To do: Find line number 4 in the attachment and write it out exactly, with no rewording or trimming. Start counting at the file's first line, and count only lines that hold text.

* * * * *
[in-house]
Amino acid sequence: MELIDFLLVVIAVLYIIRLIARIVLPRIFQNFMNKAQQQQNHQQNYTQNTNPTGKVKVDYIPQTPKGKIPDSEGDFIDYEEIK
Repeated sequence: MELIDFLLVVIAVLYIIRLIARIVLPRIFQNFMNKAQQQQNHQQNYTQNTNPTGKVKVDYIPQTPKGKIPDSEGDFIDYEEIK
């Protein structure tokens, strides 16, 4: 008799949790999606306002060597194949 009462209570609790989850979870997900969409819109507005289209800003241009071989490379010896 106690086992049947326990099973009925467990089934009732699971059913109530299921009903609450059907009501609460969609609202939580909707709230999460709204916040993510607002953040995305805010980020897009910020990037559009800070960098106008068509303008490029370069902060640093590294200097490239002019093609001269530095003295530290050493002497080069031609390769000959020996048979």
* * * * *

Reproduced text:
């Protein structure tokens, strides 16, 4: 008799949790999606306002060597194949 009462209570609790989850979870997900969409819109507005289209800003241009071989490379010896 106690086992049947326990099973009925467990089934009732699971059913109530299921009903609450059907009501609460969609609202939580909707709230999460709204916040993510607002953040995305805010980020897009910020990037559009800070960098106008068509303008490029370069902060640093590294200097490239002019093609001269530095003295530290050493002497080069031609390769000959020996048979």